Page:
GENTIANACEAE

The family consists of trees, shrubs, and herbs showing a wide range of colors and floral patterns. Flowers are actinomorphic and bisexual with fused sepals and petals. The stamens are attached to the inside of the petals (epipetalous) and alternate with the corolla lobes. There is a glandular disk at the base of the gynoecium, and flowers have parietal placentation. The inflorescence is cymose, with simple or complex cymes. The fruits are dehiscent septicidal capsules splitting into two halves, rarely some species have a berry. Seeds are small with copiously oily endosperms and a straight embryo. The habit varies from small trees, pachycaul shrubs to (usually) herbs, with ascending, erect or twining stems. Plants are usually rhizomatous. Leaves opposite, less often alternate or in some species whorled, simple in shape, with entire edges and bases connately attached to the stem. Stipules are absent. Plants usually accumulate bitter iridoid substances; bicollateral bundles are present. Ecologically, partial myco-heterotrophy is common among species in this family with a few genera such as Voyria and Voyriella lacking chlorophyll and being fully myco-heterotrophic.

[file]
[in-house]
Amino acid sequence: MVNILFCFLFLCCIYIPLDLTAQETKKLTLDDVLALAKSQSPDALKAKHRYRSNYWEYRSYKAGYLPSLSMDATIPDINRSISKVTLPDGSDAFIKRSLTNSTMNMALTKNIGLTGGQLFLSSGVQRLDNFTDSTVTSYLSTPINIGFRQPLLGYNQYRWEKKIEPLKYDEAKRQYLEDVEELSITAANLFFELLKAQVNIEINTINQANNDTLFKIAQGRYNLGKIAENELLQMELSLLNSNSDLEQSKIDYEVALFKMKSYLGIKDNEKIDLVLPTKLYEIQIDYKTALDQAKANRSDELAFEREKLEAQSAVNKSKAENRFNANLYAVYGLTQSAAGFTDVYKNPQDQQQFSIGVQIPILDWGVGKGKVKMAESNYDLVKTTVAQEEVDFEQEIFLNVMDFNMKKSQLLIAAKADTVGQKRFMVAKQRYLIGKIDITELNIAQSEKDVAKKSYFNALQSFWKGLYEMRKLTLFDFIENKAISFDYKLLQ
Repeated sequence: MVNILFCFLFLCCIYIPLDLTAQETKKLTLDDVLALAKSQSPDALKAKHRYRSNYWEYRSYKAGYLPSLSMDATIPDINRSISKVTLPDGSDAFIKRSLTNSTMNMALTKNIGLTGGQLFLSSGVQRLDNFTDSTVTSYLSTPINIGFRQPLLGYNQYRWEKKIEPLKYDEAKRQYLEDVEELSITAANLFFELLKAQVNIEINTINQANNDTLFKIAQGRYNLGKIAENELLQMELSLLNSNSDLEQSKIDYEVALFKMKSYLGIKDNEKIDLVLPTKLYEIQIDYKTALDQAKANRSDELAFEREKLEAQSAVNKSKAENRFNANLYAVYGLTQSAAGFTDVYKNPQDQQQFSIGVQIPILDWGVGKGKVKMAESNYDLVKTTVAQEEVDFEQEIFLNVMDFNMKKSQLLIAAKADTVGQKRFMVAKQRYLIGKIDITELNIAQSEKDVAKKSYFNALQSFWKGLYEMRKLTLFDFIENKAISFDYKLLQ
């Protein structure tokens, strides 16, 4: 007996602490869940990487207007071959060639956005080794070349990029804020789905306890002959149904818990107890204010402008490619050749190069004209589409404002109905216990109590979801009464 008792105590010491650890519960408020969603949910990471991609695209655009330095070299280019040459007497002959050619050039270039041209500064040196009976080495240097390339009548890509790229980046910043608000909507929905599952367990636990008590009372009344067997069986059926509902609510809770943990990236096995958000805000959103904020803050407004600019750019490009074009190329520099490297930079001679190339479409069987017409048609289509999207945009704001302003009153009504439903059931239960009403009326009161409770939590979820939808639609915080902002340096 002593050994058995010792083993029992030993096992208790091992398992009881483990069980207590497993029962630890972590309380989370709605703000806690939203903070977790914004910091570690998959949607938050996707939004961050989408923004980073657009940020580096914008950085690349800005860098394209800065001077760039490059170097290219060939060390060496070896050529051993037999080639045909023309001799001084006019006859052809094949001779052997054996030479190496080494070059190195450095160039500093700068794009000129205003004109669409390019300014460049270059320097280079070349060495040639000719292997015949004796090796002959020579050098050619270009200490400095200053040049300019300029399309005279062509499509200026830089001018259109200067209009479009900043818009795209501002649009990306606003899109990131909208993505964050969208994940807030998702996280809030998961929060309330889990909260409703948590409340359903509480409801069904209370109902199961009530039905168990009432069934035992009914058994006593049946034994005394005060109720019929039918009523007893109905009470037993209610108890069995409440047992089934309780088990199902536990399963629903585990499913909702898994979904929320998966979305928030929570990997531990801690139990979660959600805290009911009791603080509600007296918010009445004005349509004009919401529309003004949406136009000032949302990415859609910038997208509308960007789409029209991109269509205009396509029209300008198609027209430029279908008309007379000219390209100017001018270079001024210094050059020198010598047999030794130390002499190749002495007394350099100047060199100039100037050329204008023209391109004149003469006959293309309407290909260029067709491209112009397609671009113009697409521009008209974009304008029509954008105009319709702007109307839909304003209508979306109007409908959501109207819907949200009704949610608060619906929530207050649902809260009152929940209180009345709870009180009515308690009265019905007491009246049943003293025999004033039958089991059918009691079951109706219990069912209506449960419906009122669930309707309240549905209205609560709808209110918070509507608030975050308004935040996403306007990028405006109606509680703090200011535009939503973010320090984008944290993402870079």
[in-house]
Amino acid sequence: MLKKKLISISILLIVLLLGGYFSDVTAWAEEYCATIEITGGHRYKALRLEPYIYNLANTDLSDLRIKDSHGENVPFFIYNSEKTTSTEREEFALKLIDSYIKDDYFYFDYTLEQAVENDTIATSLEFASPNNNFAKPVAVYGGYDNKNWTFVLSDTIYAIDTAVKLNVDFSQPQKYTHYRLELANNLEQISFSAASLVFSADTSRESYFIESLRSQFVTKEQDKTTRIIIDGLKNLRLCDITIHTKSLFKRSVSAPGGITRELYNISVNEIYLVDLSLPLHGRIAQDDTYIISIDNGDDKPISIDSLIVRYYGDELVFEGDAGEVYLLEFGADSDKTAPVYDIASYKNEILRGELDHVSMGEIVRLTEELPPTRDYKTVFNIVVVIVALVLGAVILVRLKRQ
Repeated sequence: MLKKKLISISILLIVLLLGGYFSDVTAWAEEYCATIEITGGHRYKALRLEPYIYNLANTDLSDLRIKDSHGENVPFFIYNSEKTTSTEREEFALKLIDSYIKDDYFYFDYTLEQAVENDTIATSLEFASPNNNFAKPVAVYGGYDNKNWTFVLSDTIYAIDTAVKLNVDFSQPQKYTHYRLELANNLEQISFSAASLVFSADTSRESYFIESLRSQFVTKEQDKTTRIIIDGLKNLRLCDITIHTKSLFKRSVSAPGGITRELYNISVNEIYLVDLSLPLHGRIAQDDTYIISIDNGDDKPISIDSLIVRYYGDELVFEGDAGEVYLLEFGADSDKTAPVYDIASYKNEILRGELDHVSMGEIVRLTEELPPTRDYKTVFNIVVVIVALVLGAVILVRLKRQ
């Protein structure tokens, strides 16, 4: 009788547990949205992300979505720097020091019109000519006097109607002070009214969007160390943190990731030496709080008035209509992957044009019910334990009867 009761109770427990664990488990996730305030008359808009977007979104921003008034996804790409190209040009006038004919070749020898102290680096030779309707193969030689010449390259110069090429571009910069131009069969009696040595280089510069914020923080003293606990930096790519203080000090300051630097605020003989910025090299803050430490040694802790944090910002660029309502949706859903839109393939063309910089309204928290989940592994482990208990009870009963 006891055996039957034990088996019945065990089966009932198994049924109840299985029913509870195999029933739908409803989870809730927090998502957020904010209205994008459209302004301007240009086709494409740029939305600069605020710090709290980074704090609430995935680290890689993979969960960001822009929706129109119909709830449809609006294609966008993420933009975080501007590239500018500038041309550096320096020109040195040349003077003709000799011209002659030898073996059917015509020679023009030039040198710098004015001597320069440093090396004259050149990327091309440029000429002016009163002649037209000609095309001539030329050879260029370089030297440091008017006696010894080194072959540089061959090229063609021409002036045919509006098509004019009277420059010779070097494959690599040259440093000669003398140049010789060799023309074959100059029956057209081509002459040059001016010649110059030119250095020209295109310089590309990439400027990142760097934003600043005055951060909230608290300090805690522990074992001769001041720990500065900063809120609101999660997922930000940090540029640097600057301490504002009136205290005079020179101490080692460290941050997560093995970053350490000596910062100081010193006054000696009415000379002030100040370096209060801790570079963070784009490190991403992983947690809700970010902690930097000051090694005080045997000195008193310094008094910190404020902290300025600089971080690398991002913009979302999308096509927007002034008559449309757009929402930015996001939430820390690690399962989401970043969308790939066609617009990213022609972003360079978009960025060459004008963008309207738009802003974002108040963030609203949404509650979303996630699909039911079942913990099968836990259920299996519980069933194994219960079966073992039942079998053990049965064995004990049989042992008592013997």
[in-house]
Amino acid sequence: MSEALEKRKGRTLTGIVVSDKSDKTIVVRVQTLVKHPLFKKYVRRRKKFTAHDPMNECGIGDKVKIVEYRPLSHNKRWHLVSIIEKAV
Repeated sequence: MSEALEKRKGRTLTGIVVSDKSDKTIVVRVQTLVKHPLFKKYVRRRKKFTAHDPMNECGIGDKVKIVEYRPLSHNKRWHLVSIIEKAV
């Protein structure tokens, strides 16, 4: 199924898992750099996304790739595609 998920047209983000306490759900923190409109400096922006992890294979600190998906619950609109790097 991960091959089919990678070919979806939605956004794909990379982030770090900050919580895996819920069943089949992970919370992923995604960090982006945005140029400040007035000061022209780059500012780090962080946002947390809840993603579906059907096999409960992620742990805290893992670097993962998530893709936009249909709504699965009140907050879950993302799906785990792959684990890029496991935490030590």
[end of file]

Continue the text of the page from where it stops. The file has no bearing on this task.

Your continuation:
Gentianaceae are distributed worldwide, but most species occur in temperate zones. According to Merckx et al., the neotropics were an important area for the early diversification events in Gentianaceae, most of which occurring during the Eocene. However, Pirie et al suggested that ancient vicariance cannot be ruled out as an explanation for the early origins of Exaceae across Africa, Madagascar, and the Indian subcontinent unless a strong assumption is made about the maximum age of Gentianales.

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